Can Hawke’s beer create new association between Bob Hawke and beer?
If I was to mention Bob Hawke and beer what would your first mental image be?
If you’re like me, the image is of a young Bob Hawke skolling a yard glass of beer in a world record time (or more recently a much, much older Bob Hawke skolling schooners of beer in a much slower time at the cricket).
However, the team behind a new beer named in honour of the former Prime Minister want you to associate his name with economic reforms and his support of Landcare when you order a schooner of their new beer, Hawke’s Lager.
“It’s easy to draw a quick straight line between Bob Hawke and beer but you can’t build a genuine beer brand and a real beer company around that,” co-founder and former advertising man, Nathan Lennon, told Australian Brews News.
“The connection is kind of obvious, you know what that is, but it’s not something that we choose to focus on, it’s not what our brand is built on. It’s not what we’re interested in talking about, it’s not what we’re interested in creating a company around.
“We’re an alcohol brand, we know what our duties are. We intend to promote and sell our product in the most appropriate way possible.”
When pressed about the link, Mr Lennon said he didn’t think you can reduce it so easily down to one isolated moment.
“I think the connection is Bob Hawke is an Australian guy. He’s an iconic, loved Australian that does enjoy a beer like the rest of us. One of the most important things to Mr Hawke in moving forward with this was there was a quality product at the end of it.”
Of course, as CUB discovered with the Boonie Doll, sometimes the intent and the result don’t necessarily correlate.
Chris Maxwell, then national sponsorship manager for Foster’s Group atmitted as much in a mea culpa made after the brewer discontinued the campaign.
“At the time the business decided he was a good Aussie bloke. However, we came under a lot of criticism. We did not have the foresight. In glorification of that behaviour we have added to the normalisation of binge drinking in Australia,” he acknowledged.
And while Bob Hawke’s yard glass skolling was of another time, he has famously reprised the act several times in recent years, to the chagrin of anti-alcohol groups.
Still the owners, who cheerfully admit “one of us wasn’t born when he was in office, and the other two were very young” are confident that they can overcome the negative associations.
“I think that [Mr Hawke’s famously fast beer drinking] is something that people might choose to focus on, but as a business and a brand we’re not choosing to focus on that. We want to put our focus on Mr Hawke’s legacy and the key pillars of what will make a great Aussie beer brand,” Mr Lennon said.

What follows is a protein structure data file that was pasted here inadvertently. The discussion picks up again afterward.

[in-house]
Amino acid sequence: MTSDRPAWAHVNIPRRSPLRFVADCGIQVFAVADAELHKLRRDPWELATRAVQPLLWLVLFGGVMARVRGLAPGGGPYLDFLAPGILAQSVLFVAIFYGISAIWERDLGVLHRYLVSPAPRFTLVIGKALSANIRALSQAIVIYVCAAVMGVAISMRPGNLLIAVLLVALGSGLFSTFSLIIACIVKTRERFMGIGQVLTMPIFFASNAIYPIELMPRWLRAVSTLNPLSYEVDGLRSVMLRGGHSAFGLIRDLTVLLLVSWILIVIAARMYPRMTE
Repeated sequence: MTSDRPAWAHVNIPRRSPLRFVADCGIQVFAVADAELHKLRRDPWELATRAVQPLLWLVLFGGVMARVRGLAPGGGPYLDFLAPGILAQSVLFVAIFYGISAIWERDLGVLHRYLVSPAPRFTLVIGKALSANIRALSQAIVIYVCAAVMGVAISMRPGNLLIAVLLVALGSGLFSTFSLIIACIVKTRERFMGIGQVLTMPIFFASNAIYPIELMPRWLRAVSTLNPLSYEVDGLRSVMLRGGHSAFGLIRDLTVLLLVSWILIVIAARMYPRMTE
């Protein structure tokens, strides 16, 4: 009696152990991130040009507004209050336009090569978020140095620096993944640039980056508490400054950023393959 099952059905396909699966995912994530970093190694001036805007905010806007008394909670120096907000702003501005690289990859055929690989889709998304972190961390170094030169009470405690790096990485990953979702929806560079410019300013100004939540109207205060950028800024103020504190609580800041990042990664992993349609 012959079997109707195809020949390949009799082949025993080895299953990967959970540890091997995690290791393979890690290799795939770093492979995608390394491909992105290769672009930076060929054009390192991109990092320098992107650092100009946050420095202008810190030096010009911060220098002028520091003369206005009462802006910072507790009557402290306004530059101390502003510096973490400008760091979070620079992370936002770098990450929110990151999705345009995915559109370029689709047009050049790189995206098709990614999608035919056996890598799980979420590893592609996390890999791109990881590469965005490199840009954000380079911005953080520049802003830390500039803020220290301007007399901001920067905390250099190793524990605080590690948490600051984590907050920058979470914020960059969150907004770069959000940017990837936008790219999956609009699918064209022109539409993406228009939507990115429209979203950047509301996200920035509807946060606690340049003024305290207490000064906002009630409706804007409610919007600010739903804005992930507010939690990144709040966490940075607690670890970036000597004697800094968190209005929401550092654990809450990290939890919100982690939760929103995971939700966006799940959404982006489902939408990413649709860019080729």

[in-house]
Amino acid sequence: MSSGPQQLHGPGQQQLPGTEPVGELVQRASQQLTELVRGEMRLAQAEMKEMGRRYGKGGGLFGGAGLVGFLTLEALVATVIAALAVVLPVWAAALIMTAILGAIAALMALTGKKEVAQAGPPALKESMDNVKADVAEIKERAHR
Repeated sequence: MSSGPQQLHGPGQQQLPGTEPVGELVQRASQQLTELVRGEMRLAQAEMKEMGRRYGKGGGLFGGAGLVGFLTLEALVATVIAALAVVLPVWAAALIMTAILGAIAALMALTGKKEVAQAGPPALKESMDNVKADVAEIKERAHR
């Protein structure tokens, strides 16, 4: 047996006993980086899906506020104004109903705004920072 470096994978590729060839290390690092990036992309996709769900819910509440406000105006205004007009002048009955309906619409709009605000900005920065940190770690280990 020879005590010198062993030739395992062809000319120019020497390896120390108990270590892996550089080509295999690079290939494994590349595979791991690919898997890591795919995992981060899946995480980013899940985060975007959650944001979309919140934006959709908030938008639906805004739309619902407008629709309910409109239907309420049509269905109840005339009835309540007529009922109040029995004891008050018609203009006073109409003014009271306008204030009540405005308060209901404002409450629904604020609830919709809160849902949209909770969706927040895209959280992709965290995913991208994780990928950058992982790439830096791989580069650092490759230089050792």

“First and foremost it’s about brewing a great product. We’ve got 100 per cent Australian ingredients, all our hops and malts and years are sourced from Aussie farms. We’re first and foremost a craft beer.
“One of the biggest things for us was to find the right brew partner and brewer, which is why we were lucky we got Foxy [brewer Justin Fox] on board. So really firmly establishing that this isn’t a gimmick and we absolutely respect the industry we’re going into and we know that if we came out with a product this is at best average we would get ripped to shreds.”
The beer itself is brewed by Justin Fox, formerly of Colonial Brewing, and more recently working with Bintani. From its description it is squarely modelled as a craft take on a premium lager, and Justin Fox certainly knows his way around a mash tun.
Aside from beer quality, another pillar for the company is Mr Hawke’s political record and his integral role in the formation of Landcare.
We’ve picked Mr Hawke because in our opinion he’s one of the best Prime Ministers there has been,” Lennon says.
“Not that we’re a political brand, but as an 87 year old man he transcends politics, he transcends beer.
“He is loved by many becauseof his character. What other Prime Minister has cried on television? What other prime minister has brought the economic reform that Bob has?
“We chose Bob Hawke for all of those reasons and because he has cut through for general Australians. Any other name to this brand will not have had the power that Bob has and especially with this partnership with Landcare.”
Whether that name speaks to the broader public of beer quality and Landcare, or about what these days is regarded as inappropriate consumption, only time will tell.
Even Mr Hawke must be alive to the risk of his past feats distracting from the positive message inlending his name to a beer. In a recent interview with 60 Minutes, he showed reporter Charles Woolley a trick for placing the label of a beer bottle onto the inside of the glass.
“That’s the thing people are going to remember about our story – all the wit and wisdom will be lost and next week everyone in Australia will be doing this!” Mr Hawke joked as he performed his party trick.
Drinkwise declined to comment forthe story.